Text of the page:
Three Kinds of Climate Strikes: Drone, Labor, and Peaceful
July 29, 2020 3:00 PM Subscribe
On September 20th, 2019, millions of people around the world took to the streets in the youth-organized and youth-lead Global Climate Strike, protesting against political inaction around the climate crisis. It was the largest environmental protest in history. And yet, it was not even the most impactful action against fossil capital which took place that week.
Six days prior, a squadron of armed drones struck oil facilities in Saudi Arabia. These unprecedented strikes caused massive damage to the Abqaiq refinery, the world’s largest oil processing plant, and infrastructure at the Khurais oil field, the second largest in the country. The immediate consequences were spectacular: 5.7 million barrels per day – nearly 60% of Saudi Arabia’s oil production, and 5 per cent of global production –shut down; global oil prices jumped 20 per cent. Responsibility for the attack was claimed by the Houthis, a populist Shia Yemeni movement engaged in a five year-long resistance against the brutal military intervention by Saudi Arabia, the United Arab Emirates, and their Western allies. Negotiations were sparse prior to the Houthi attacks, even as the conflict fell into stalemate and the Saudi-UAE coalition pivoted into a bombing campaign and naval blockade pushing Yemen into a famine of genocidal proportions. The September 14th drone strikes brought the war to the Saudis’ doorstep, forcing them back into negotiations with the Houthis.Another kind of strike, this time in Ecuador:
Two and a half weeks later, transportation workers in Ecuador went on strike, blockading the roads and highways in protest of scrapped fuel subsidies. The transportation strike rapidly escalated into a civil insurrection, as La Confederacion de Nacionalidades Indigenas del Ecuador (The Confederation of Indigenous Nationalities of Ecuador, CONAIE) organized tens of thousands of its indigenous constituents to travel to Ecuador’s cities and join the barricades. Government buildings were occupied and ransacked, police officers were taken hostage, and street crowds met the security forces’ tear gas canisters and rubber bullets with molotov cocktails and petrol bombs. Meanwhile, in the Amazon, indigenous militants carried out sabotage operations against oil infrastructure, forcing a near-complete shutdown of Ecuador’s oil production. After nearly two weeks of riots, occupations, and blockades, the government relented, reinstating the fuel subsidies and agreeing to discuss alternative tax and spending plans.The conclusion:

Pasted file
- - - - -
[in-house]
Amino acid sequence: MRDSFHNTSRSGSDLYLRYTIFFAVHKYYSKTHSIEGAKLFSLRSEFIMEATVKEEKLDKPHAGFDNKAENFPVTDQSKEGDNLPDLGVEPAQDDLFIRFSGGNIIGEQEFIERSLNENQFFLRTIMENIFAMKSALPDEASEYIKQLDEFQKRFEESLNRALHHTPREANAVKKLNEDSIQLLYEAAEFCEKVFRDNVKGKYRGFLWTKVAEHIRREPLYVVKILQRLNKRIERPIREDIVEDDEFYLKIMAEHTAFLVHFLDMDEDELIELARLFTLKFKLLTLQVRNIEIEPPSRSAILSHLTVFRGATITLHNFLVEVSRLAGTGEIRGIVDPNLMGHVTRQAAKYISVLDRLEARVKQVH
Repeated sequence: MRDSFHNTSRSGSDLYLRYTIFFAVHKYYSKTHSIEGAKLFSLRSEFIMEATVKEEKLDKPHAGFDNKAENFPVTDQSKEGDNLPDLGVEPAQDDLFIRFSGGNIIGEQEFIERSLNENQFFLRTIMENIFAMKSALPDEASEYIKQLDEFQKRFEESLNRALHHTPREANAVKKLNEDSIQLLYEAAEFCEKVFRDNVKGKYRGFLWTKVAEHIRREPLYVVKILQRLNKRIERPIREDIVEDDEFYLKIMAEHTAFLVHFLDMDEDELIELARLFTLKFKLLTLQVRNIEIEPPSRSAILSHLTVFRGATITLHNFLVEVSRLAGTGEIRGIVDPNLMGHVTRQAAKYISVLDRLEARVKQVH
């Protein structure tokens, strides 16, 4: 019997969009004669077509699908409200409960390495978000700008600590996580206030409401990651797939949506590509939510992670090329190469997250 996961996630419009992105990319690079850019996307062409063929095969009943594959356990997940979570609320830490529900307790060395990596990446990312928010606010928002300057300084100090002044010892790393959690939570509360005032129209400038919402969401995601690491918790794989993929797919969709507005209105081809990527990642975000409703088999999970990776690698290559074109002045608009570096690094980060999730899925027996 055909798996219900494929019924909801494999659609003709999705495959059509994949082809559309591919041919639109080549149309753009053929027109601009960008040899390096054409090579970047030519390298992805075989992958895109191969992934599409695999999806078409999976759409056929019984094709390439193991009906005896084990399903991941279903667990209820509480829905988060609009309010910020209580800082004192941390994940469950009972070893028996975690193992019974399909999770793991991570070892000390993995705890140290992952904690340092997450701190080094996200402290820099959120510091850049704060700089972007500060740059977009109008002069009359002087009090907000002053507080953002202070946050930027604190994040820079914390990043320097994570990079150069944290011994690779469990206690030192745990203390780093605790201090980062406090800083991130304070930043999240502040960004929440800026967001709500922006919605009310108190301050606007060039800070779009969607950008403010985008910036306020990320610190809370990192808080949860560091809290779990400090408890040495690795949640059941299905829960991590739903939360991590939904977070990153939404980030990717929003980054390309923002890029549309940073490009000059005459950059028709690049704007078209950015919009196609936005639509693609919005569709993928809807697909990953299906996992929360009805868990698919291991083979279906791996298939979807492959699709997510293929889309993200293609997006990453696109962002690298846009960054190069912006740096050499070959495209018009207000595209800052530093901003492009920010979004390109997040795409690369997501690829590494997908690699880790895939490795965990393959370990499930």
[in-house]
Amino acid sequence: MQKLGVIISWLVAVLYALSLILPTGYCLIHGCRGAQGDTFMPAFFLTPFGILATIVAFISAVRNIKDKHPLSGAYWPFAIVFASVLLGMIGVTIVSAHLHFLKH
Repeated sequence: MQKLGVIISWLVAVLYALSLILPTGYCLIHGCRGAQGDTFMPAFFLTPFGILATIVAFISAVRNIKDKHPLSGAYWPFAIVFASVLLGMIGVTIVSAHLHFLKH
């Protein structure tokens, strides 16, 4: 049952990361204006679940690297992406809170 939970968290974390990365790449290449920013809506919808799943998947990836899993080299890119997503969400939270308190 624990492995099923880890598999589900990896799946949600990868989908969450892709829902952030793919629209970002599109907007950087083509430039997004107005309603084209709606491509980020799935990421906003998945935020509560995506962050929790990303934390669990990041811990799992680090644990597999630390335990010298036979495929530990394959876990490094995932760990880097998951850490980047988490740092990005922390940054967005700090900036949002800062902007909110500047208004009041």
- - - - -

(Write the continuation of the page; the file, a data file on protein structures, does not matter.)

Elements of a working-class decarbonization program have already been mainstreamed, under the banner of the Green New Deal, which in turn has inspired more radical programs like the Red Deal. However, even modest reforms, let alone revolutionary changes, require a militant mass movement. We need a movement which can cohere and coordinate existing networks (tenant associations, unions, direct-action collectives, student groups, environmental justice advocates, left-wing gun clubs) and different segments of the working class (nurses, teachers, truckers, taxi drivers, coal miners, fast food workers, IT technicians), and which dispenses with any illusions that we can peacefully and politely ask the elites to undermine their own wealth and power. The struggle for climate justice and decarbonization must ultimately be a manifestation of class struggle, and a leading front in the battle to overthrow the rule of capital.The author's notes:
And this is not a separate issue from that of building a working-class climate movement; if the left is not present, then popular reaction against neoliberal decarbonization initiatives will be the fuel that feeds the rise of fossil fascism. I had to cut this analysis out of “The Three Climate Strikes”, but we saw a glimmer of this potential future recently in Oregon, when an armed bloc of rural workers and paramilitary groups, in conjunction with the Republican Party, blocked a cap-and-trade bill from being voted on. The popular sentiment at the time was that this was an undemocratic and cynical attack on legislative norms – which is true – but the hidden undercurrent is that this was precisely a case where a neoliberal solution galvanized unrest among a largely working-class population, which has long suffered under neoliberal austerity, and accelerated its fall into the clutches of far-right/neo-fascist bloc revolving around rural extractive industries. And the main reason this process seems so smooth is because the left is absent from the field, restricting itself largely to the coastal metropoles, and content to tag along behind Democratic Party politicos and operatives in the non-profit-industrial complex.